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A bit of background.

(1) A passenger manifest for an immigrant ancestor has a name which appeared to me to be FOIVL or FEIVL. Multiple people have looked at it, and all agree the first letter is an F, 2nd letter is E or O, 3rd letter is I, 4th letter is V, U or N, 5th letter is L or E. On the manifest there are no distinguishing characteristics between the V/U/N and the E/L letters. For example, Chave and Chane look identical, and I only know they are different because of my research.

(2) The issued Certificate of Arrival (COA) transcribed the name as JOINE. The Petition for Naturalization has JANIS (clearly legible and written multiple times). The immigrant ancestor changed his name and wrote, "JANIS AKA JACK."

(3) Immigrant's father's death certificate lists his father (immigrants grandfather) as YANOH and JewishGenner's said it must have been a typo and should have been YONAH. (Grandfather known to be deceased at time of immigrant's birth.)

(4) Immigrant's granddaughter thought immigrant's name was YONAH.

I am beginning to think immigrant had a double-first name but I find nothing to support the pairing of Yonah and Feivel. Nor can I find any names remotely like JANIS.

I would be most open to any thoughts or ideas.

Thank you.

Manifest

Naturalization

closed as off-topic by rosends, Shmuel Brin, sabbahillel, DonielF, Yishai Aug 22 '17 at 12:38

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If you look closely it looks plausible that the first letter here is also a "J" and then the name can read Joine which is a way some people say a Cholom.

Look at the fifth name from the bottom where it looks like an "F" yet is clearly a "J".

  • True! And that is how Yiddish speakers would pronounce Jonah/Yonah: Yoyneh! – ezra Aug 22 '17 at 2:16
  • Gershon Gold: Interesting point about 5th from bottom. But if you look at the 1st one, it was YANKEL changed to JANKEL. So I think the 5th from bottom is also YANKEL rather than JANKEL. – jGo Aug 22 '17 at 2:16
  • Thank you, Ezra, that's helps a lot. I only knew Hebrew pronunciation. – jGo Aug 22 '17 at 2:17
  • In Poland a "Y" sound is written as "J" – Gershon Gold Aug 22 '17 at 9:55
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Feivel is a diminutive of Feibush, which is the Yiddish form of the name Phoebus, and is often used as a translation of the Biblical name Shimshon (Samson).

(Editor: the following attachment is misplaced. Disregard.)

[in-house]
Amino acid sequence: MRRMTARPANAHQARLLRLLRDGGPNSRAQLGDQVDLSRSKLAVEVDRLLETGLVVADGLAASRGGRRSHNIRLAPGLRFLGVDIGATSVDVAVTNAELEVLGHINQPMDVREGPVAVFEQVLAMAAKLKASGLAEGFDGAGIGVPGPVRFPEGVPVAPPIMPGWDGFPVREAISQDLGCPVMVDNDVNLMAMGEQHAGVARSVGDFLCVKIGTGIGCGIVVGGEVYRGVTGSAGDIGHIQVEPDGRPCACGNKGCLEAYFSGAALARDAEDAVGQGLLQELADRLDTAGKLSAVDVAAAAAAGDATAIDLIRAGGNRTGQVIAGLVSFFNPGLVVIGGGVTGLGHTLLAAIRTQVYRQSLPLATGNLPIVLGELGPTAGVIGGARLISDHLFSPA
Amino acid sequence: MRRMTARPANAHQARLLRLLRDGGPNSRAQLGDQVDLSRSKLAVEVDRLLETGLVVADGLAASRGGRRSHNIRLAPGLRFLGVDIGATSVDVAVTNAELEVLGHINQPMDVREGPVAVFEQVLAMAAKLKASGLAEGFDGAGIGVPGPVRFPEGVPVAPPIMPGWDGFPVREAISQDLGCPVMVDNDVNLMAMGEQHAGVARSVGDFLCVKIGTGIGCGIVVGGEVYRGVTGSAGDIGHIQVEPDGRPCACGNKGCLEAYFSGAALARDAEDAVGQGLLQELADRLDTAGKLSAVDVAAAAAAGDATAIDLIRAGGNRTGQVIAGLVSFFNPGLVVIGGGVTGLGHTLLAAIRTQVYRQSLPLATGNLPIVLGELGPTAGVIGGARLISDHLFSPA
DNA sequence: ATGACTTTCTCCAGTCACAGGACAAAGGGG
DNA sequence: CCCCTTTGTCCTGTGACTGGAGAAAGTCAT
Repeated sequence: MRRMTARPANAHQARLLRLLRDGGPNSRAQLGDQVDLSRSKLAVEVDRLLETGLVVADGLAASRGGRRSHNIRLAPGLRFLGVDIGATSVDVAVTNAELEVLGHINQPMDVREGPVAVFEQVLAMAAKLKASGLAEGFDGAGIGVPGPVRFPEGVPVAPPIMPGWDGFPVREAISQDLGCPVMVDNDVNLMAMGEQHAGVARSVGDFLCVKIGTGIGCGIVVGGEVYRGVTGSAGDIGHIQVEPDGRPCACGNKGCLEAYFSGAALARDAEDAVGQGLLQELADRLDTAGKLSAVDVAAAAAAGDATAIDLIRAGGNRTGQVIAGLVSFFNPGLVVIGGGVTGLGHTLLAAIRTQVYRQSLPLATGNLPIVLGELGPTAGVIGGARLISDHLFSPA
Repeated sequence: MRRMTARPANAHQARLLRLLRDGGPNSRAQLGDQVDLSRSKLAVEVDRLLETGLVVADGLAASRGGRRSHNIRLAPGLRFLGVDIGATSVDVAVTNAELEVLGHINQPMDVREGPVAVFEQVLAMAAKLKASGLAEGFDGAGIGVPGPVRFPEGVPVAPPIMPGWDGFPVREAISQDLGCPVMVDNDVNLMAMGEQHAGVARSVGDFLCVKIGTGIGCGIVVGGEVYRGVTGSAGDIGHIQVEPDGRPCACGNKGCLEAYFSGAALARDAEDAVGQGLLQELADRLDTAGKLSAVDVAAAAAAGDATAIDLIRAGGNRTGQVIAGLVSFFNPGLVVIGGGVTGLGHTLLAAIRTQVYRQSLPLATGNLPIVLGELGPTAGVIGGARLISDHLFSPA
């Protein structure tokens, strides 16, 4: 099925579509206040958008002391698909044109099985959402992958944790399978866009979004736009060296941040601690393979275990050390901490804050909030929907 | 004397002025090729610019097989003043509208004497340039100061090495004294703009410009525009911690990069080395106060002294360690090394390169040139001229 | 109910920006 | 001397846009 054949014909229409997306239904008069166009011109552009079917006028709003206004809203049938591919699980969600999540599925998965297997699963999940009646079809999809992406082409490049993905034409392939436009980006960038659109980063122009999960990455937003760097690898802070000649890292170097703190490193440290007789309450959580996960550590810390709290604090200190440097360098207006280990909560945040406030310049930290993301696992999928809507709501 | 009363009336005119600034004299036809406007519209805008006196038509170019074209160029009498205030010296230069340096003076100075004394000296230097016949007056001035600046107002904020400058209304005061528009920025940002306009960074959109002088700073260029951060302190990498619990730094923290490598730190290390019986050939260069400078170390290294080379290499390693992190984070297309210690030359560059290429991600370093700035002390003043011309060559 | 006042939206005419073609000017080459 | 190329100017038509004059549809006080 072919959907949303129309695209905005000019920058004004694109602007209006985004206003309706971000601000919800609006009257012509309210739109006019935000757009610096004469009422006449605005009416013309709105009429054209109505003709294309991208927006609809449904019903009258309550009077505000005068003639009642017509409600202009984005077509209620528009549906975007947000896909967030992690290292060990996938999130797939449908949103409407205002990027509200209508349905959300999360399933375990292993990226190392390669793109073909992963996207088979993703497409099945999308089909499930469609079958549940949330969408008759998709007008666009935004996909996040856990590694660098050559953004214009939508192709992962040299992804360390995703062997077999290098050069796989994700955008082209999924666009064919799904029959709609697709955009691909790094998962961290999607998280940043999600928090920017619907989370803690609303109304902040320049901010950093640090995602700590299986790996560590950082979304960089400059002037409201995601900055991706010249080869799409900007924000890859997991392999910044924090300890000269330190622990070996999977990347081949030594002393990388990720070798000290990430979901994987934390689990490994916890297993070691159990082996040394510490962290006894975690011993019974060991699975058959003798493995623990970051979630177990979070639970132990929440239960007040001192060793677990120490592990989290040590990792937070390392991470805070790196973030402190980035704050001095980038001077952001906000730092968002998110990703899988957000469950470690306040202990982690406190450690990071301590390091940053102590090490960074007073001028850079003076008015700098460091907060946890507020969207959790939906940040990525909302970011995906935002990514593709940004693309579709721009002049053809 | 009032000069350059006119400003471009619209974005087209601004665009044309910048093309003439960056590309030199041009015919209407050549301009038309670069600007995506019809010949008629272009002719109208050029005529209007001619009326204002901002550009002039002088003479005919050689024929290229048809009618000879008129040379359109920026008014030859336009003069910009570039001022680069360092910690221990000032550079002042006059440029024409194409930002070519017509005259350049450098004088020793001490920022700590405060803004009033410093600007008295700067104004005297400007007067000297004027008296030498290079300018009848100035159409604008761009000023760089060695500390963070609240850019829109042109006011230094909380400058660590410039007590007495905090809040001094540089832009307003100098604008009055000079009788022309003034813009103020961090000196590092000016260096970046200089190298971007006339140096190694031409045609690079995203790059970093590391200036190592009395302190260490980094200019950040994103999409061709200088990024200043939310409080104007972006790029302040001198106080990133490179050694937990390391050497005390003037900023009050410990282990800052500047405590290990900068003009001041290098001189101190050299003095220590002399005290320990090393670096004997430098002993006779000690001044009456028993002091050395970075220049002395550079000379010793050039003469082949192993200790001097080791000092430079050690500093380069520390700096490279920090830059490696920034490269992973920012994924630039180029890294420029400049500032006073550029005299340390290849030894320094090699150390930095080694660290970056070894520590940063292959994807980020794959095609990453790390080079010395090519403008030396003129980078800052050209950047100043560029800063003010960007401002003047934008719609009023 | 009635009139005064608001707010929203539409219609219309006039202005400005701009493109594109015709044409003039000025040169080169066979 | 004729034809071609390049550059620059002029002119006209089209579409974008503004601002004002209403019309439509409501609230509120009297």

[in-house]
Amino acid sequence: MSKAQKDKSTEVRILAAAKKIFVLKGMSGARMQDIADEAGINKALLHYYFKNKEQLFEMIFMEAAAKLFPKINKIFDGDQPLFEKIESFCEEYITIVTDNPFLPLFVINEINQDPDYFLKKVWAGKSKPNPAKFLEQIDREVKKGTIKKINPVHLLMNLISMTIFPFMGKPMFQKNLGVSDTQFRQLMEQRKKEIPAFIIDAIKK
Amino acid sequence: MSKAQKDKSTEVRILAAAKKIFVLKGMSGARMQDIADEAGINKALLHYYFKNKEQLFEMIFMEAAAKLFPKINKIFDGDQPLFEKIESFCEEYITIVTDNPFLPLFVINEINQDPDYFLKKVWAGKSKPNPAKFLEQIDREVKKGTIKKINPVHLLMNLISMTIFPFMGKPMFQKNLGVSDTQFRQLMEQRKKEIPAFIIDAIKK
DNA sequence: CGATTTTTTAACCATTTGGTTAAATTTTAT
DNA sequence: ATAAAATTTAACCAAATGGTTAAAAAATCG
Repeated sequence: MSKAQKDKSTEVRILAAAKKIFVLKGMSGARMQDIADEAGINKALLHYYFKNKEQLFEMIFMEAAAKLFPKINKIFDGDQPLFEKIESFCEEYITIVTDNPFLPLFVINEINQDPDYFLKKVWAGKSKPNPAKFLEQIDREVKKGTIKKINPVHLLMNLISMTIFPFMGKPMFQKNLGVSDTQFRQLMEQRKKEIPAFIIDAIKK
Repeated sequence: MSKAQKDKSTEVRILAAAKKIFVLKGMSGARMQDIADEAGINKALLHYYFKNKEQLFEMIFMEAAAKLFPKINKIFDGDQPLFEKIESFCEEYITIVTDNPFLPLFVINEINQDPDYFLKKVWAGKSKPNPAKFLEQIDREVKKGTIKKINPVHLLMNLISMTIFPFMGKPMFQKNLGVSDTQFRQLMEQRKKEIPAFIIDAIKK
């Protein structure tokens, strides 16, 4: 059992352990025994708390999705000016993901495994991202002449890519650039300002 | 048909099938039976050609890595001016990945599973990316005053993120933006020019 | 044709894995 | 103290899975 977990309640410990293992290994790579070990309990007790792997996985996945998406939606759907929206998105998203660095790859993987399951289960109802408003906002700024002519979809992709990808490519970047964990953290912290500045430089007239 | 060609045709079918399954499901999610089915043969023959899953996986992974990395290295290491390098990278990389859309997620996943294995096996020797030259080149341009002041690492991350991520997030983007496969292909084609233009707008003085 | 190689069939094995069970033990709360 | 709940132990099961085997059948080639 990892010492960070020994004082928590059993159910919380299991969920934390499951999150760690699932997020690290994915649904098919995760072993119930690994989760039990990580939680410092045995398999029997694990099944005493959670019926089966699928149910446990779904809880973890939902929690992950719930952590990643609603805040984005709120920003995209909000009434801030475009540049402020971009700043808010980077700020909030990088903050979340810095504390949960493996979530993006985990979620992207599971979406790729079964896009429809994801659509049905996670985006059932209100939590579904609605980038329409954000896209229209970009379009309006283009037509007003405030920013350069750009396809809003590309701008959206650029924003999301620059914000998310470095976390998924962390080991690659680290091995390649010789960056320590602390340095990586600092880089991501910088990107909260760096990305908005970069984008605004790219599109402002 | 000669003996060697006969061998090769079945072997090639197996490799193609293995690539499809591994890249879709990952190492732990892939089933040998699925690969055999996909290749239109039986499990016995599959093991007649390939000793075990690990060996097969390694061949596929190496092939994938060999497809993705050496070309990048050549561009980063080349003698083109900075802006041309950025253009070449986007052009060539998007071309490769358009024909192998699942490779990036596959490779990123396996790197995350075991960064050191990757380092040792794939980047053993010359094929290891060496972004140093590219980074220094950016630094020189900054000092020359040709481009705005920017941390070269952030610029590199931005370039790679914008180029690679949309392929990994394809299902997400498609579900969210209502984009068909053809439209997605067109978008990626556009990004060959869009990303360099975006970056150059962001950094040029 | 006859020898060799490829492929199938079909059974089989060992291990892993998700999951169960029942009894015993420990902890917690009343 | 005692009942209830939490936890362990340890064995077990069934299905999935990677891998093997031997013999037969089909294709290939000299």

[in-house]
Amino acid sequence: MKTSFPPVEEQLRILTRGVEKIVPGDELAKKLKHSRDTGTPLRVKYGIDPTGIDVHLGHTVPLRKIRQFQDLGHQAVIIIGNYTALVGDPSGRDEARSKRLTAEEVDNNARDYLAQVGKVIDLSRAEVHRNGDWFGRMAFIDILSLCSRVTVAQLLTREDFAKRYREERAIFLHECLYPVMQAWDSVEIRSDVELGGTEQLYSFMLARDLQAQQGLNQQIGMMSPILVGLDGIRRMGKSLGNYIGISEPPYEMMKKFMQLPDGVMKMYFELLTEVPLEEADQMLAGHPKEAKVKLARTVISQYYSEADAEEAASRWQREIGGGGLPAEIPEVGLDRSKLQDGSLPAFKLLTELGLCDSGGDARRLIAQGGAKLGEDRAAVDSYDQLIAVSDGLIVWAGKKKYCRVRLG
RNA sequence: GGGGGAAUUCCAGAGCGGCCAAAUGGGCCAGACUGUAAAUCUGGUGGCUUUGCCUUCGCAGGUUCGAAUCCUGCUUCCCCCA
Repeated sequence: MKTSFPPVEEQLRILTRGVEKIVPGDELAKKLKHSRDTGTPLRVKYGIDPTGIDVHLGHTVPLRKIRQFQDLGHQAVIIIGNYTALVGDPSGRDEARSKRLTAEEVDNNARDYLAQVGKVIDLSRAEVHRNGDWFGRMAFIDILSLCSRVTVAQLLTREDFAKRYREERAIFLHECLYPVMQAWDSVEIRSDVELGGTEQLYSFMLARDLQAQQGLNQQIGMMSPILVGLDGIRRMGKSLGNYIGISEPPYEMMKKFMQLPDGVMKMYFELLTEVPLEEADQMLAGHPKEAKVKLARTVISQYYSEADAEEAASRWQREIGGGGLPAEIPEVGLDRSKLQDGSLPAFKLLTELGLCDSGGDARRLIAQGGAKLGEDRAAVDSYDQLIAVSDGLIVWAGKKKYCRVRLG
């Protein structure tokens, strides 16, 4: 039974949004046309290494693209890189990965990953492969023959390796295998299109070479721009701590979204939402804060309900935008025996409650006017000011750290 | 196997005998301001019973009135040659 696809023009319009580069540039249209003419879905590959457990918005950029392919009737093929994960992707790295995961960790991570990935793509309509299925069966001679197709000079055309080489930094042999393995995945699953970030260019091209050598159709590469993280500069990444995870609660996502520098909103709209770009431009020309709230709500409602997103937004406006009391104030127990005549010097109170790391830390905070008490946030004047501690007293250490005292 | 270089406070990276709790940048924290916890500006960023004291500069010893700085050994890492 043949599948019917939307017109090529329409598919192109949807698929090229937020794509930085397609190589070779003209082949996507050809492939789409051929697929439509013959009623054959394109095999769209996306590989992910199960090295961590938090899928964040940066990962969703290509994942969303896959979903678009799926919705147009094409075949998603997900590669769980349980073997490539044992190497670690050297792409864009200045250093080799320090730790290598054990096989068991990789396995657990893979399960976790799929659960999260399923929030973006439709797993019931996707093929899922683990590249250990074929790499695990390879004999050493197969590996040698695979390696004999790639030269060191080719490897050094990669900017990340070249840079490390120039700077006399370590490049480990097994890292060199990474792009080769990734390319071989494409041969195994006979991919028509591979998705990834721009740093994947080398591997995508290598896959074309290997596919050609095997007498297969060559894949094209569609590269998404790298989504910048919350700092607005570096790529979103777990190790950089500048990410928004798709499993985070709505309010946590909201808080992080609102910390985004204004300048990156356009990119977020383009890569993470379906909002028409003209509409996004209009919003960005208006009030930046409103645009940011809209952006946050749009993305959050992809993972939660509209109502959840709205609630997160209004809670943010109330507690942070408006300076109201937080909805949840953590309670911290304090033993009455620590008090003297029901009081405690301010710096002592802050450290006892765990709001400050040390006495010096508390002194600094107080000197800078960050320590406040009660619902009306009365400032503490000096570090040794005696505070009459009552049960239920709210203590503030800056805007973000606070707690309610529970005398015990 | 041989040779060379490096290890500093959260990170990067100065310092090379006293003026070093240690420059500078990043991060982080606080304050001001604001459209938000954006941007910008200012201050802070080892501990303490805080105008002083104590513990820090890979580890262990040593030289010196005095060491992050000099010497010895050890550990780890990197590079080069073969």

Shimshon comes from the Hebrew word shemesh, which means "sun," and Phoebus is from the Greek word phoibus which means "bright" or "pure."

(Source)

On a different note, feigel in Yiddish means a bird, and the name Jonah is from the Hebrew word yonah which means a dove. There might be a connection there, but last time I checked Feigel was a female name, and your ancestor's name was Feivel.

Also, there is a name on the list you provided: Taube. Taube is German for dove, which would be the literal translation of the name Jonah into German!


By the way, I hope you know that generally questions related to the etymology of Hebrew/Yiddish words when not directly connected to Jewish Law or literature is off-topic. Please see our Help Center for more information on this. Welcome to Mi Yodeya, jGo! We hope to see more of you soon!

  • Thank you for your reply and I had come to a similar answer, finding no connection between the names. I was also interested in the connection of the names to the literature -- so thank you for that as well. BTW: it was a discussion of the etymology of names (Feivel in particular) which made me think I could ask the question here. My apologies. – jGo Aug 22 '17 at 0:21
  • @jGo - You're welcome! I will begin searching for connection in the literature, if it exists. No problem about the question being "off-topic." I think we've all asked our fair share of them, even when we aren't new to the site. – ezra Aug 22 '17 at 0:26
  • Thank you. I'm looking for literature and etymological reasons why Feivel might be connected to Jonah -- if at all. Guess that teaches me -- to read the rules first. And I know better. LOL. – jGo Aug 22 '17 at 0:31

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